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By late 1877, 103 children were enrolled, (24 in the Infants Class and nearly 80 in the six standards covering the 7 to 13-year-olds). The school, originally built for children from Little Melton and Colney, was accepting pupils from Cringleford, Hethersett and Earlham by 1900. It was already bursting at the seams, and had been almost from opening. The need for expansion was obvious. Mr George Gleadhill, researching for an article he wrote on the early years of the school’s existence, examined the parish registers of Little Melton for the years 1837 to 1875. These showed that, of the 85 couples who were married during that time, 39 men and 28 women were unable to sign their names in the register. Some families however found it impossible to pay the fee that was demanded by the new Board Schools for their children’s education, or were unwilling to do so. The fees had been decided upon by the Board at its meeting on the 3rd September 1875, and were 4d. per week for the eldest child, and then 2d. for all the other children in the family, if the parents were rated at £10 per annum or more. If the parents were rated at less than £10, the charges were 2d. and 1d. respectively. No child under the age of four was admitted to the school. The attendance record was very important in the school’s early years as it was used, together with the results of tests done by all the pupils, (except the under six-year-olds), to assess the level of the Norfolk County Council grant to the school. Failure by any child to pass the annual test in any one of the three basic subjects meant the loss of 2s. 8d. per year from the school’s grant for that child! The maximum grant that could be obtained was 12s. per head per year for the older children and 6s. 6d. per head for the infants.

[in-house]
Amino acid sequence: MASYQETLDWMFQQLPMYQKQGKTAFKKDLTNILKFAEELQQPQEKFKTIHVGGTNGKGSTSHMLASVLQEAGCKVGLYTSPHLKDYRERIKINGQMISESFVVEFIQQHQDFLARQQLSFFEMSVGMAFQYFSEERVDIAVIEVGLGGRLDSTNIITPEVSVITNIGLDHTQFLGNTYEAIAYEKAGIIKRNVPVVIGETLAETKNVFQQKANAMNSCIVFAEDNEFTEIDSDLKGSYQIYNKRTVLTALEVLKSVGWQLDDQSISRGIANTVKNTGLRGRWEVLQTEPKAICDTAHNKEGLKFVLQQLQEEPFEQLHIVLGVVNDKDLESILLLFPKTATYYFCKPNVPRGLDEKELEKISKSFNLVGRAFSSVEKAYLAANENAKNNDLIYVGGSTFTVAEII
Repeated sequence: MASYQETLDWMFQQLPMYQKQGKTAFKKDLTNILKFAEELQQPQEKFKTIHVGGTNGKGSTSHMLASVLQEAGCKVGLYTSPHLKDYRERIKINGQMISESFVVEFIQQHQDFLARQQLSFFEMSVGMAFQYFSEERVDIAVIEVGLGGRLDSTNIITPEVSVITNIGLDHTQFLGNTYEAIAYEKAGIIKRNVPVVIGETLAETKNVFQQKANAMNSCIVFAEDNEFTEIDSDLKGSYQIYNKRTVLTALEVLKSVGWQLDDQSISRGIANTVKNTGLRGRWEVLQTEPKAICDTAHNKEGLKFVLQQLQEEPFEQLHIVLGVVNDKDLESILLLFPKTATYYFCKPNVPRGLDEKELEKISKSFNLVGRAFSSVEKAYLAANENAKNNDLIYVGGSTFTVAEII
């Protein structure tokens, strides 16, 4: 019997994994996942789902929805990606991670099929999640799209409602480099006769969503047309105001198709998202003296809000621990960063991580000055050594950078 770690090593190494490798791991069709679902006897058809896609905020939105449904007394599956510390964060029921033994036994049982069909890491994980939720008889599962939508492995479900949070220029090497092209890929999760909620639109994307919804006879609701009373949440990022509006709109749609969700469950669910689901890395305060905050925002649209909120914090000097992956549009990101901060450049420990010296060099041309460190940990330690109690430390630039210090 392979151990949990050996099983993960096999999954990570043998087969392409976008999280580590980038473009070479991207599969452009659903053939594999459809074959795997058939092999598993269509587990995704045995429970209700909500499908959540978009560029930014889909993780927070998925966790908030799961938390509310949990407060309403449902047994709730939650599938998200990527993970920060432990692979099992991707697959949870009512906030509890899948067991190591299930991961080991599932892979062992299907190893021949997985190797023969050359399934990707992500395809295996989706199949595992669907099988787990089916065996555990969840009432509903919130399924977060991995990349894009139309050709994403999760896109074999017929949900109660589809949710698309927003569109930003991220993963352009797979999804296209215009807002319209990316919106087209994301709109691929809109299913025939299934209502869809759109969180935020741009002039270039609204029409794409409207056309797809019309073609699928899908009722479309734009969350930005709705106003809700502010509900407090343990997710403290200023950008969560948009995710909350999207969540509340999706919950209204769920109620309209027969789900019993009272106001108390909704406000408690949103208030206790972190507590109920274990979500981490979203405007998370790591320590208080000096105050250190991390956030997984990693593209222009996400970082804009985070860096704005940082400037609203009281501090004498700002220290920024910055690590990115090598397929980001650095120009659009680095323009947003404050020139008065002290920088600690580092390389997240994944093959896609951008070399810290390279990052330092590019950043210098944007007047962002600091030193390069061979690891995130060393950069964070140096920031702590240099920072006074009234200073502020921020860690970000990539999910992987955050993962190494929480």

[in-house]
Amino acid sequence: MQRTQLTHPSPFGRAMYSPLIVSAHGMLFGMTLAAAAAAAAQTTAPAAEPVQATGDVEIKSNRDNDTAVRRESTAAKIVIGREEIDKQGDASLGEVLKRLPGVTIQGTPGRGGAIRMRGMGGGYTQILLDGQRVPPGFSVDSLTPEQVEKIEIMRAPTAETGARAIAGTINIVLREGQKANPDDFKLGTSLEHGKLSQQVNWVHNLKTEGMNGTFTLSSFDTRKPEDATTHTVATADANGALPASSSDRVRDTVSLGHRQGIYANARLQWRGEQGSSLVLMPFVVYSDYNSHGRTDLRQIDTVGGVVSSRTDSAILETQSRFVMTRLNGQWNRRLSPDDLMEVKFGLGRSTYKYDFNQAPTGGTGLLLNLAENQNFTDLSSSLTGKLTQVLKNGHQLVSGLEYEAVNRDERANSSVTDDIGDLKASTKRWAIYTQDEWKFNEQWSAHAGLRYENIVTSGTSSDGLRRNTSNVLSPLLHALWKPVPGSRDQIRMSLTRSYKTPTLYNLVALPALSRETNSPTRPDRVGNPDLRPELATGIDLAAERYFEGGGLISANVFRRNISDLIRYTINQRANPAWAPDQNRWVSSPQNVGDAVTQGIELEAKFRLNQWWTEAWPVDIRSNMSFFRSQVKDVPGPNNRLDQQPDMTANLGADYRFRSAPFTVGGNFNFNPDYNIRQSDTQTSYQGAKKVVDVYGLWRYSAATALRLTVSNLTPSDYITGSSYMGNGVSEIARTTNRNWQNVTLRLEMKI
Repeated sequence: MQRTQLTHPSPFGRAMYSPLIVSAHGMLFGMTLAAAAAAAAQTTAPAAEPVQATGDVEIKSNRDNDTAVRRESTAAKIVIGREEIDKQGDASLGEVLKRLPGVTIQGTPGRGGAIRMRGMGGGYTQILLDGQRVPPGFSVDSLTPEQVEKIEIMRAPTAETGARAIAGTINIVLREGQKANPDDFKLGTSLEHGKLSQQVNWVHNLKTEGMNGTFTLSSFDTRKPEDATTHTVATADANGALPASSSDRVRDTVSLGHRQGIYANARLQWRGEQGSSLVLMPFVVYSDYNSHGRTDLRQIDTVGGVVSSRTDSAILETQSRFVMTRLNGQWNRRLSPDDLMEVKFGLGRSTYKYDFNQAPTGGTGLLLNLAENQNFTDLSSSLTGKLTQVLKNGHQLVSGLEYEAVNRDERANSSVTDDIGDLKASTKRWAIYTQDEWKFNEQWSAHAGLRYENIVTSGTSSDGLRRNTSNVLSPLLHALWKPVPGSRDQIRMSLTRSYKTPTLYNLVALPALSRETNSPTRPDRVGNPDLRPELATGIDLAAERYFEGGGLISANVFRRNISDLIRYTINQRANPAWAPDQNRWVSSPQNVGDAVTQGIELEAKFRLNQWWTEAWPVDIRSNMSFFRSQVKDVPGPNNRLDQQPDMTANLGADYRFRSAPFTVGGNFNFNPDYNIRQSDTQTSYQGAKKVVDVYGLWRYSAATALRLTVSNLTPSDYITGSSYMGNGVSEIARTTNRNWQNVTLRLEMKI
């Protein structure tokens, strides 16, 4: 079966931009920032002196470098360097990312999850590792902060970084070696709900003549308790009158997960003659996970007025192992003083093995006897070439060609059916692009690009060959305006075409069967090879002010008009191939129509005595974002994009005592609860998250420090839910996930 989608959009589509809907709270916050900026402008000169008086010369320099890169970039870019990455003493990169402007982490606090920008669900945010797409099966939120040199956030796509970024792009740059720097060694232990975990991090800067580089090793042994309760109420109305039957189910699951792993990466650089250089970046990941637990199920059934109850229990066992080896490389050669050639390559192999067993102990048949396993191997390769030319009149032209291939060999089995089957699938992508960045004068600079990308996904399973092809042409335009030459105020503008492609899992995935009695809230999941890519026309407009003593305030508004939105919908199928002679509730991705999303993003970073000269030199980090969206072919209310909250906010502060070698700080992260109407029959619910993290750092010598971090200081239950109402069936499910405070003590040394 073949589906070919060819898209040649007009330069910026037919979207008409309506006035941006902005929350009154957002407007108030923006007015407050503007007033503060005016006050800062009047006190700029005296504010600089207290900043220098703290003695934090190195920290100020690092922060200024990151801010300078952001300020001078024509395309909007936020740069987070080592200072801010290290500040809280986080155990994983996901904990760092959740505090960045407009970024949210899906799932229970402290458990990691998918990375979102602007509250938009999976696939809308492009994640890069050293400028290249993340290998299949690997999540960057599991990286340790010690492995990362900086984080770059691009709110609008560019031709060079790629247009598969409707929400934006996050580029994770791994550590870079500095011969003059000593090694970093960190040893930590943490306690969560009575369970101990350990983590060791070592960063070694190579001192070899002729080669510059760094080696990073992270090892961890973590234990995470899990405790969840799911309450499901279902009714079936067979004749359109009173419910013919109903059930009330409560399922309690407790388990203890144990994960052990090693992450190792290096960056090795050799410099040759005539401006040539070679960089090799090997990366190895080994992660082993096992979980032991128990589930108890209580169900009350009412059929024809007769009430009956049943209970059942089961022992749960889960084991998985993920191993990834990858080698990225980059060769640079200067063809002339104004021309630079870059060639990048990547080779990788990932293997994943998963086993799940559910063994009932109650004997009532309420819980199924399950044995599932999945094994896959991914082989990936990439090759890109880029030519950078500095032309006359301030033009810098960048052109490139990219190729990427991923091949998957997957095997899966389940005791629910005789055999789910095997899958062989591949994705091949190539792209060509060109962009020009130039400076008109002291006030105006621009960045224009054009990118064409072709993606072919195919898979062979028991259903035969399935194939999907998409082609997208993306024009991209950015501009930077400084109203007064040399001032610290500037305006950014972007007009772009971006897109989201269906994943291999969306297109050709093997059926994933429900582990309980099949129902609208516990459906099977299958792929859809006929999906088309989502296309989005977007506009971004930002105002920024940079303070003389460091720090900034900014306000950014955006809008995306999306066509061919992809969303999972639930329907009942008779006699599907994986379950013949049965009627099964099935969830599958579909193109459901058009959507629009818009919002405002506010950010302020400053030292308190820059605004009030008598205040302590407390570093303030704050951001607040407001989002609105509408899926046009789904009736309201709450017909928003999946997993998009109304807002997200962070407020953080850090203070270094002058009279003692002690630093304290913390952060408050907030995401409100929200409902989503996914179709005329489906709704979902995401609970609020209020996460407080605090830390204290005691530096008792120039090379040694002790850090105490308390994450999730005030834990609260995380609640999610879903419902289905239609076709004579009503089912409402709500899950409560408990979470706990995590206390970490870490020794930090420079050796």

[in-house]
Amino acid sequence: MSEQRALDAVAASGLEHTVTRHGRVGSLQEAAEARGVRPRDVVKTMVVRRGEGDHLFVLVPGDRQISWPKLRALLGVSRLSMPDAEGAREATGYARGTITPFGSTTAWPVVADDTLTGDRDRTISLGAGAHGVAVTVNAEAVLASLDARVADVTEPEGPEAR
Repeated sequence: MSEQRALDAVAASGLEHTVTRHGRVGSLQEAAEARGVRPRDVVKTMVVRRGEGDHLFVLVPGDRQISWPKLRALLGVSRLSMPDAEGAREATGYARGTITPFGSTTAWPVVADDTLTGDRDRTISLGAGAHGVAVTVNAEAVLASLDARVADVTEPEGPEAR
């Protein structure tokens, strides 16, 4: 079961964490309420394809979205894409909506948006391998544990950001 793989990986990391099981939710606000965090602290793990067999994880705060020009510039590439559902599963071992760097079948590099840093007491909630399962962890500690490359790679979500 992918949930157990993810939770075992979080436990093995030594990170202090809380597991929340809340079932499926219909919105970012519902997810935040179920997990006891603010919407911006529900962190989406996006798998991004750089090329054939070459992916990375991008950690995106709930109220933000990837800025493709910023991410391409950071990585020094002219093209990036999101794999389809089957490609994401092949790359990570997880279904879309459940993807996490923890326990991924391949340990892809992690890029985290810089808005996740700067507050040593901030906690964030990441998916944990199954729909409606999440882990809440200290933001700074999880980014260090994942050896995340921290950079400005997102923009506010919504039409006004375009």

The curriculum also included geography, scripture, (regarded as very important), and needlework for the girls. Copying and dictation were also highly thought of. The infants wrote on slates that broke if dropped too often. Arithmetic consisted of addition, subtraction, division and multiplication, and it was arithmetic that the school inspectors reported as giving most trouble to the children. On the whole, however, the school got good reports in its early years. Learning was very much by rote with one qualified teacher, (sometimes a pupil teacher), and monitors, (older pupils considered bright enough to pass their acquired learning on to the younger children), doing the teaching. As state education established itself, the curriculum broadened, and so-called ‘object lessons’ and natural history were added. ‘Object lessons’ involved looking at everyday things in the home, the countryside and around the world, and included such different subjects as ‘iron foundries’ and ‘monkeys’.

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